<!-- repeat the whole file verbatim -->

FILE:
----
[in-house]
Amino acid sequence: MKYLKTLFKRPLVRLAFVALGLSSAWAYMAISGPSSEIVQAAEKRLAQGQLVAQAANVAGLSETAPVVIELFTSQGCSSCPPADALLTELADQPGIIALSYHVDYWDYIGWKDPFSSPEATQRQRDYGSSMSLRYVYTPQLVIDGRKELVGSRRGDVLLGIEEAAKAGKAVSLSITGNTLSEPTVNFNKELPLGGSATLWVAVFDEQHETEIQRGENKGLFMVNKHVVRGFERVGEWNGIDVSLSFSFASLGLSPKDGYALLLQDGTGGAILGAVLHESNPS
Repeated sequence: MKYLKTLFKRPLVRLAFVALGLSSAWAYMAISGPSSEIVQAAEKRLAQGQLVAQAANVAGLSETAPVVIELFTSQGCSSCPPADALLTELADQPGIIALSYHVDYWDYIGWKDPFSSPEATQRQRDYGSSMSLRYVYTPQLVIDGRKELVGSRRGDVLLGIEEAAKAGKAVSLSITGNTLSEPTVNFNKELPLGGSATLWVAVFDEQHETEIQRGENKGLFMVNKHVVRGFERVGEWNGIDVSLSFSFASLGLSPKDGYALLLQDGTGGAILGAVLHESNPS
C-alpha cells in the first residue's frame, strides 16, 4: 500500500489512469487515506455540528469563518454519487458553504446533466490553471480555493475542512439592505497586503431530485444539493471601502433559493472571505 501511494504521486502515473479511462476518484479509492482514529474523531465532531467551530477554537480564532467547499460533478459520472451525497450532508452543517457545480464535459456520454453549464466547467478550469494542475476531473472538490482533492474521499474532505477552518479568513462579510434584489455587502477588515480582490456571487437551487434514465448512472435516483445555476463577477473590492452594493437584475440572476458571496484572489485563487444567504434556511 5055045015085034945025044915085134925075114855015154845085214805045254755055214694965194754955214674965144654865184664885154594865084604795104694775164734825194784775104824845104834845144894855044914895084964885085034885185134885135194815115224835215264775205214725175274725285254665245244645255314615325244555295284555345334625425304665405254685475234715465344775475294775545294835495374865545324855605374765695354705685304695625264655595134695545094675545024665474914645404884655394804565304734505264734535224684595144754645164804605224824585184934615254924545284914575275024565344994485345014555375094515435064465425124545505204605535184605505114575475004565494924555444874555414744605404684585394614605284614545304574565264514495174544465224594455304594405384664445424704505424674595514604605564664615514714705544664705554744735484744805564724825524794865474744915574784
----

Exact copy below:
[in-house]
Amino acid sequence: MKYLKTLFKRPLVRLAFVALGLSSAWAYMAISGPSSEIVQAAEKRLAQGQLVAQAANVAGLSETAPVVIELFTSQGCSSCPPADALLTELADQPGIIALSYHVDYWDYIGWKDPFSSPEATQRQRDYGSSMSLRYVYTPQLVIDGRKELVGSRRGDVLLGIEEAAKAGKAVSLSITGNTLSEPTVNFNKELPLGGSATLWVAVFDEQHETEIQRGENKGLFMVNKHVVRGFERVGEWNGIDVSLSFSFASLGLSPKDGYALLLQDGTGGAILGAVLHESNPS
Repeated sequence: MKYLKTLFKRPLVRLAFVALGLSSAWAYMAISGPSSEIVQAAEKRLAQGQLVAQAANVAGLSETAPVVIELFTSQGCSSCPPADALLTELADQPGIIALSYHVDYWDYIGWKDPFSSPEATQRQRDYGSSMSLRYVYTPQLVIDGRKELVGSRRGDVLLGIEEAAKAGKAVSLSITGNTLSEPTVNFNKELPLGGSATLWVAVFDEQHETEIQRGENKGLFMVNKHVVRGFERVGEWNGIDVSLSFSFASLGLSPKDGYALLLQDGTGGAILGAVLHESNPS
C-alpha cells in the first residue's frame, strides 16, 4: 500500500489512469487515506455540528469563518454519487458553504446533466490553471480555493475542512439592505497586503431530485444539493471601502433559493472571505 501511494504521486502515473479511462476518484479509492482514529474523531465532531467551530477554537480564532467547499460533478459520472451525497450532508452543517457545480464535459456520454453549464466547467478550469494542475476531473472538490482533492474521499474532505477552518479568513462579510434584489455587502477588515480582490456571487437551487434514465448512472435516483445555476463577477473590492452594493437584475440572476458571496484572489485563487444567504434556511 5055045015085034945025044915085134925075114855015154845085214805045254755055214694965194754955214674965144654865184664885154594865084604795104694775164734825194784775104824845104834845144894855044914895084964885085034885185134885135194815115224835215264775205214725175274725285254665245244645255314615325244555295284555345334625425304665405254685475234715465344775475294775545294835495374865545324855605374765695354705685304695625264655595134695545094675545024665474914645404884655394804565304734505264734535224684595144754645164804605224824585184934615254924545284914575275024565344994485345014555375094515435064465425124545505204605535184605505114575475004565494924555444874555414744605404684585394614605284614545304574565264514495174544465224594455304594405384664445424704505424674595514604605564664615514714705544664705554744735484744805564724825524794865474744915574784